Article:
‘Selfie’, ‘drones’, ‘metaverse’, and ‘Artificial Intelligence’ are among the new, “technical” English words that become a part of Indian psyche and culture but have no formal translations into Indian languages. Unable to find standardised vernacular versions of these words in common usage, the government body responsible for their coinage in Indian languages is turning to crowdsourcing.
The Commission for Scientific and Technical Terminology (CSTT), which has the mandate to evolve technical terminology in all Indian languages, will soon launch ‘Shabd Shala’, a website which will invite suggestions for translation of words that are recent additions to the English language and are used widely in India. People across India can log onto the ‘Shabd Shala’ website and provide suggestions for possible translations of these words or their most prevalent usages in their respective languages.
The website is expected to be functional in six months. “We are waiting for approvals from the Education Ministry, which are expected very soon,” Professor Girishnath Jha, Chairperson, CSTT, told The Hindu.
“We will invite suggestions in all Indian languages and not restrict ourselves to the main 22 languages [covered under the Eighth Schedule of the Indian Constitution]. People can provide us with translations in even Bhojpuri and Nagamese,” he said.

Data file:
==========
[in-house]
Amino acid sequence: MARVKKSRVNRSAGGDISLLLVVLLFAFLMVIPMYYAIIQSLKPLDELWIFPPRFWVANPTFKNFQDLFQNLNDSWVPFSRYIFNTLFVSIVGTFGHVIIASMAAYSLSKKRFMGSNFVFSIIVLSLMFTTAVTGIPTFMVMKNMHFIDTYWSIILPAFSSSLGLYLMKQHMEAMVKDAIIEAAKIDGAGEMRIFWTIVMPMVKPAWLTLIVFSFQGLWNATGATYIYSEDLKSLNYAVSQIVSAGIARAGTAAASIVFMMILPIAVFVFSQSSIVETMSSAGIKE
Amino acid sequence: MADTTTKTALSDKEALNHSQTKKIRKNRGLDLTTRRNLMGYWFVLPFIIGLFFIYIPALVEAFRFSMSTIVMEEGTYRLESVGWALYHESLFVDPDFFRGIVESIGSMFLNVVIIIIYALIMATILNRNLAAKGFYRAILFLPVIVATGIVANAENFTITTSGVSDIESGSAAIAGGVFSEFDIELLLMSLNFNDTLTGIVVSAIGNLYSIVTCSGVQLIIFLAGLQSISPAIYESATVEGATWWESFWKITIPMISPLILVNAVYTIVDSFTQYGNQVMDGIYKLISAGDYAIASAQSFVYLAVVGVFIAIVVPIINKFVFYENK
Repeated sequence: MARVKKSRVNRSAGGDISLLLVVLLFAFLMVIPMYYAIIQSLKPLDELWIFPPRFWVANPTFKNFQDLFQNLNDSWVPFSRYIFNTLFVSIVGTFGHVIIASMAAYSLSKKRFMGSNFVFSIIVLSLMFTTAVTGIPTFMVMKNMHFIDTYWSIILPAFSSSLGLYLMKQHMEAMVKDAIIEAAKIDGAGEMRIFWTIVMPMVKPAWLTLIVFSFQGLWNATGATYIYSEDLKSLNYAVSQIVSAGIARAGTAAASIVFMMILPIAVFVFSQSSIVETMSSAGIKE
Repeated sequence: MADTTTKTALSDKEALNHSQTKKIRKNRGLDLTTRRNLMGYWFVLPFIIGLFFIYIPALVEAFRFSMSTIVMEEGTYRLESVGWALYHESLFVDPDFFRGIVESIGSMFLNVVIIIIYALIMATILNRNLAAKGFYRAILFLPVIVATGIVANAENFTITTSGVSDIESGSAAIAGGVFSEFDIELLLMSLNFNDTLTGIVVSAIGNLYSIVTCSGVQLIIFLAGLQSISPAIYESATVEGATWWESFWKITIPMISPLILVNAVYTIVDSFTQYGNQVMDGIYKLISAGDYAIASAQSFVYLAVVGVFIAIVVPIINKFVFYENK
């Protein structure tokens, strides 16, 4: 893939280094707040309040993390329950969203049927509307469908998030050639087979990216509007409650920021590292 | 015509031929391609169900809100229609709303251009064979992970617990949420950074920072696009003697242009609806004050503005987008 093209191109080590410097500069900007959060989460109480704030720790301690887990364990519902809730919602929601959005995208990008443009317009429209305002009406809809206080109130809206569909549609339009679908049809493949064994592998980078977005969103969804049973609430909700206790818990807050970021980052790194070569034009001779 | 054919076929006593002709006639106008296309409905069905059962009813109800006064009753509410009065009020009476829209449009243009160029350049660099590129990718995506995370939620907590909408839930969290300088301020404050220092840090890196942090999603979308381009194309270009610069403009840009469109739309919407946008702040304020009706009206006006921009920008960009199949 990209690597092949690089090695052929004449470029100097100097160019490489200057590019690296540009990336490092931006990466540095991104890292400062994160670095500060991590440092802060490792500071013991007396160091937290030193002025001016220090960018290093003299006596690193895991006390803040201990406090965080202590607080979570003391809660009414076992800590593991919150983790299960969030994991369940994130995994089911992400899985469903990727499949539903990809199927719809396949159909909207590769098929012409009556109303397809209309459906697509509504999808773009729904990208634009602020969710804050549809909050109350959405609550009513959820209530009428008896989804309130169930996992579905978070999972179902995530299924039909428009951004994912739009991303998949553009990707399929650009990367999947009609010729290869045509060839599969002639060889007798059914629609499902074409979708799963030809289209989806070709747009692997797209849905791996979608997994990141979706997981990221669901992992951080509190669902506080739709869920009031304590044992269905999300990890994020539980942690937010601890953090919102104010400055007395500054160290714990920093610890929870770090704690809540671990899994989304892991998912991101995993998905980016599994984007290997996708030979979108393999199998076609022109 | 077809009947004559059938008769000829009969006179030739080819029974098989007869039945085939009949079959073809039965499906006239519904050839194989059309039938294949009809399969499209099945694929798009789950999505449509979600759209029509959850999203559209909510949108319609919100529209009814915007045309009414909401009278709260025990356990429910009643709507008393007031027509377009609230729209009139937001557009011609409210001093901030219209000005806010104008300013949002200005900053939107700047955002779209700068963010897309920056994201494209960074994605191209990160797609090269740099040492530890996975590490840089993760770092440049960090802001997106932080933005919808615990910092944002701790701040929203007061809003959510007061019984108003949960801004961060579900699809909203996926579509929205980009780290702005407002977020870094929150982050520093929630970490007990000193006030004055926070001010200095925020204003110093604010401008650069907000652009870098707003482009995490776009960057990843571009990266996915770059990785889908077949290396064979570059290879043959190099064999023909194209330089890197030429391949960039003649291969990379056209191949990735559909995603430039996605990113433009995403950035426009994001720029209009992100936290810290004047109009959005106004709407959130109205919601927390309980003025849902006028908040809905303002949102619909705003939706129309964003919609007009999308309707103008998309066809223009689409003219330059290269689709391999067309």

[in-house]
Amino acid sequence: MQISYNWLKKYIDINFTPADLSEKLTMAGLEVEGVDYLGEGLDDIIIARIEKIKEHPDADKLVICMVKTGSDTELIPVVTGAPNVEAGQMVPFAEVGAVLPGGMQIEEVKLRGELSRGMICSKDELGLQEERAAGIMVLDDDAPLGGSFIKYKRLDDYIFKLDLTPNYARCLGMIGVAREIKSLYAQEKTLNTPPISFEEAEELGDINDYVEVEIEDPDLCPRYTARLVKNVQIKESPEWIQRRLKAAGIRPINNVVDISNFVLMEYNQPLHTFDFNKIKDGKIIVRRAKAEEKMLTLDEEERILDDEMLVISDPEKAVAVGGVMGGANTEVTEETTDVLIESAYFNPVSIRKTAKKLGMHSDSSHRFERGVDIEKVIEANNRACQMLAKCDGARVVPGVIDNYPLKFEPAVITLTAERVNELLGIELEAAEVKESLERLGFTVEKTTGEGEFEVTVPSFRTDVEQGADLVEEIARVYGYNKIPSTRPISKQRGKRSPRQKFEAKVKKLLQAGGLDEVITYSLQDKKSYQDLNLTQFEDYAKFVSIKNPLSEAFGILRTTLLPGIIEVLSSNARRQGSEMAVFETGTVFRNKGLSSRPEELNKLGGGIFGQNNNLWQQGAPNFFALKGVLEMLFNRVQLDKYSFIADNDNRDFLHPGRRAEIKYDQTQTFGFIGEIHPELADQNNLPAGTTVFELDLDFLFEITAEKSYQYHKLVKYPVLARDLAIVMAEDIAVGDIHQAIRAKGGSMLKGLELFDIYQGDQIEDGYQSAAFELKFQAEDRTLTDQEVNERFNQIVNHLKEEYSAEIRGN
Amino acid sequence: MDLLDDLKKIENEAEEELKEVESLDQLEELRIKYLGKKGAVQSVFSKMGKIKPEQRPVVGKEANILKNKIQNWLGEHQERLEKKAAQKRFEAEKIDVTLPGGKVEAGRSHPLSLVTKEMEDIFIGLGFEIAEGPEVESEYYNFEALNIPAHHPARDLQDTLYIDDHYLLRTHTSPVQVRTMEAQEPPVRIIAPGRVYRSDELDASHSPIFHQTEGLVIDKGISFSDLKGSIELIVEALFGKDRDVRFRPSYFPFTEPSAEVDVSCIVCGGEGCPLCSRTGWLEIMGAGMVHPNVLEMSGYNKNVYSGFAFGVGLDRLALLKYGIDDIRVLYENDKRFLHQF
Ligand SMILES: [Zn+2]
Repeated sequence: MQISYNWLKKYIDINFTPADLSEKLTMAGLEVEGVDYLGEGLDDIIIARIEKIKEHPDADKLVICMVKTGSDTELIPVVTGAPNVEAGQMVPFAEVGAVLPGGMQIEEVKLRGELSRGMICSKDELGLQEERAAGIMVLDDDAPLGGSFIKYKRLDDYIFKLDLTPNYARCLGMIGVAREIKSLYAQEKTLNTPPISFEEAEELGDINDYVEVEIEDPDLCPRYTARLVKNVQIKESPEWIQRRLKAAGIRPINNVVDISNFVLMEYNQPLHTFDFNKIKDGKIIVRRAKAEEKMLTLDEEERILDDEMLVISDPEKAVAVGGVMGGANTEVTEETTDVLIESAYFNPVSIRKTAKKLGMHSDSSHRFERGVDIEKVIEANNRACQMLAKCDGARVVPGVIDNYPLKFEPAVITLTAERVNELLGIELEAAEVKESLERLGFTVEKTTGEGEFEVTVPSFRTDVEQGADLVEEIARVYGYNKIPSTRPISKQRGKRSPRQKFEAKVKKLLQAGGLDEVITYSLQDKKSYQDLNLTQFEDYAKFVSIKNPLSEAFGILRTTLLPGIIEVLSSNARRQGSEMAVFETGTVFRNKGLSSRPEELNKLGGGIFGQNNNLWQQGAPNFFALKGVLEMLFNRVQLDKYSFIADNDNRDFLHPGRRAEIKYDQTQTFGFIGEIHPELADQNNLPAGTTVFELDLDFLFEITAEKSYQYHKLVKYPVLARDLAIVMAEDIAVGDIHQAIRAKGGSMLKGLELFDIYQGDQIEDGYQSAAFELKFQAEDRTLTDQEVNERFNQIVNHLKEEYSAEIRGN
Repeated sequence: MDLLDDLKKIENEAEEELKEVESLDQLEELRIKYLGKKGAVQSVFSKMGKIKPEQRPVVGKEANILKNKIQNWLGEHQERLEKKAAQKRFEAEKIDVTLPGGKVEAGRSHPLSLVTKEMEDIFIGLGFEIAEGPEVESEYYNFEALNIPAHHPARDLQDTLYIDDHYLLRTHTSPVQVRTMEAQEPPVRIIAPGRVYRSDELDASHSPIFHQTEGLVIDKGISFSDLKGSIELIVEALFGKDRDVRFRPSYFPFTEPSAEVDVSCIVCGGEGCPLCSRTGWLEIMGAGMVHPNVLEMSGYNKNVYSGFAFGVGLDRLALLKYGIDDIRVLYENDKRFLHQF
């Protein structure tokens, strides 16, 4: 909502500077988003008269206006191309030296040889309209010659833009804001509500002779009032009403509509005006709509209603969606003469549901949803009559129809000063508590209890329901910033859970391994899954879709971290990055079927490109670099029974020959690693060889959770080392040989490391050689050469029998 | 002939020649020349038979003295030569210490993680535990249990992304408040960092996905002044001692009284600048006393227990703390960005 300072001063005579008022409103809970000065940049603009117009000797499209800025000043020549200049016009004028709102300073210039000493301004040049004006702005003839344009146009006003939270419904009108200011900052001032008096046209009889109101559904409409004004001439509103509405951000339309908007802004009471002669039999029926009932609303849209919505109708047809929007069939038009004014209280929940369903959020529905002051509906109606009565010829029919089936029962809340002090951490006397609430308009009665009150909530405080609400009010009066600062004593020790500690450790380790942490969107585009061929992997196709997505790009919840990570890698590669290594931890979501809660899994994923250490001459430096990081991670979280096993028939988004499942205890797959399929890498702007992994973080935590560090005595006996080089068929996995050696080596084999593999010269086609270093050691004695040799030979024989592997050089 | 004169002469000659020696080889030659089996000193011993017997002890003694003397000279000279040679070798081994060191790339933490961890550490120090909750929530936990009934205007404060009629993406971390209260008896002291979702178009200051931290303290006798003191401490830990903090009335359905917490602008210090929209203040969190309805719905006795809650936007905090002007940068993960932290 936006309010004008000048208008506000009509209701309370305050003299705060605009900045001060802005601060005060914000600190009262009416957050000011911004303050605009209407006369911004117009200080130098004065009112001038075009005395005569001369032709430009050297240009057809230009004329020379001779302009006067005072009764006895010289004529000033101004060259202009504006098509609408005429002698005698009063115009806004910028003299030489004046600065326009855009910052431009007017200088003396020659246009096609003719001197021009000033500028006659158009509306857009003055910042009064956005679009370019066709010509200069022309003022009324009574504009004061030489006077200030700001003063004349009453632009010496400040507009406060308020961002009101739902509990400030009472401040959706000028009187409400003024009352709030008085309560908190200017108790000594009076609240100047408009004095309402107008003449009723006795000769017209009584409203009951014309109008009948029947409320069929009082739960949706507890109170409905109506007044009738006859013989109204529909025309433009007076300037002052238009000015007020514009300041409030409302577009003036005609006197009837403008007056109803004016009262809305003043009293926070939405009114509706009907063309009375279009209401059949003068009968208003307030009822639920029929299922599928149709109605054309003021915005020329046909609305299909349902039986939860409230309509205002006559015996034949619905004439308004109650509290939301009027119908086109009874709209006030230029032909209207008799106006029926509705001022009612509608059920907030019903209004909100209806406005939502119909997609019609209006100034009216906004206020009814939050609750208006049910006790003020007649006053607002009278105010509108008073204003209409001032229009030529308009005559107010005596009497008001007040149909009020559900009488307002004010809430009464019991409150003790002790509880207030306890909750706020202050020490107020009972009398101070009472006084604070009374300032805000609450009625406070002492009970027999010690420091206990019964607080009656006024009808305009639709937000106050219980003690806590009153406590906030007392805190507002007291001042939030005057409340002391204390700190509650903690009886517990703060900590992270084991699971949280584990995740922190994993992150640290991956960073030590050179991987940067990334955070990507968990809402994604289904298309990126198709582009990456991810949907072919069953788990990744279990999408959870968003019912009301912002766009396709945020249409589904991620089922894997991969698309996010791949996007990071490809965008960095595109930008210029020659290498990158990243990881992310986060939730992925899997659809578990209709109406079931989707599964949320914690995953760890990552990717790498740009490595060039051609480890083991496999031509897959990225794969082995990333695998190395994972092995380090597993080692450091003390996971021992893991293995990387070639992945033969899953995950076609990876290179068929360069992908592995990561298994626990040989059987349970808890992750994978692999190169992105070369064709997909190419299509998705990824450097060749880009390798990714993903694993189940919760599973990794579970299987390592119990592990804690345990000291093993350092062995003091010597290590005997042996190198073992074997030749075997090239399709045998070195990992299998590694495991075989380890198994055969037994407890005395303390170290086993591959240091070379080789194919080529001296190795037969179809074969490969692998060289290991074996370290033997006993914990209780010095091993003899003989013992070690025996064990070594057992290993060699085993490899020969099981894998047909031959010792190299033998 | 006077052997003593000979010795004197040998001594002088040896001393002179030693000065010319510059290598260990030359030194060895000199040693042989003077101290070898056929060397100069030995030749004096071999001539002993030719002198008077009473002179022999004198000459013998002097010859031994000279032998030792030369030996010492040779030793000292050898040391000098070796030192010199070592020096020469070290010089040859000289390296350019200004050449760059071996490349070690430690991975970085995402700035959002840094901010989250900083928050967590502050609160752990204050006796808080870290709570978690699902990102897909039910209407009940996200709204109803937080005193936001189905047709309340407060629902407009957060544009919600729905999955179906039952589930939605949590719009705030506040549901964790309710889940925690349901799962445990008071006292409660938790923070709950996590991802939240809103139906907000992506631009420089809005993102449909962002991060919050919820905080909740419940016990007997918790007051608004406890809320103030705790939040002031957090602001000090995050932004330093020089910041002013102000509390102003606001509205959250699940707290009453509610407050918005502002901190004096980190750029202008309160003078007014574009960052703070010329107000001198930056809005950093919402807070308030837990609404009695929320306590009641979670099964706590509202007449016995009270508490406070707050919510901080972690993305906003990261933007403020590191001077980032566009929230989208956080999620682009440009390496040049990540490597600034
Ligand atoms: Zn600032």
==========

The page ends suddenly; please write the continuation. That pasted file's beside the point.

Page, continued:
After collating all the suggestions, the Technical Words Selection Committee will zero in on the most popular or appropriate translations for each word, following which a glossary would be brought out in all the respective languages.
The committee, to be constituted in consultation with the Education Ministry, will comprise of subject experts in science and technology, and experts in linguistics and the Sanskrit language.
The main function of the CSTT, which functions under the Education Ministry, is to evolve standard terminology, propagate its use, and distribute it widely. The commission is mandated to collaborate with State governments, universities, regional textbook Boards, and State ‘Granth Academies’, which are nodal bodies in-charge of providing translations of English textbooks in local languages for institutions of higher education. Eighteen States were mandated to have Granth Academies. However, educationists and linguistic experts have rued the lack of requisite expertise in them.
A senior official in the Education Ministry, who did not wish to be named, said that till 1985, the University Grants Commission had had a scheme to support the production of textbooks in regional languages, which were very useful for such technical terms, but that the scheme was somehow scrapped after 1985.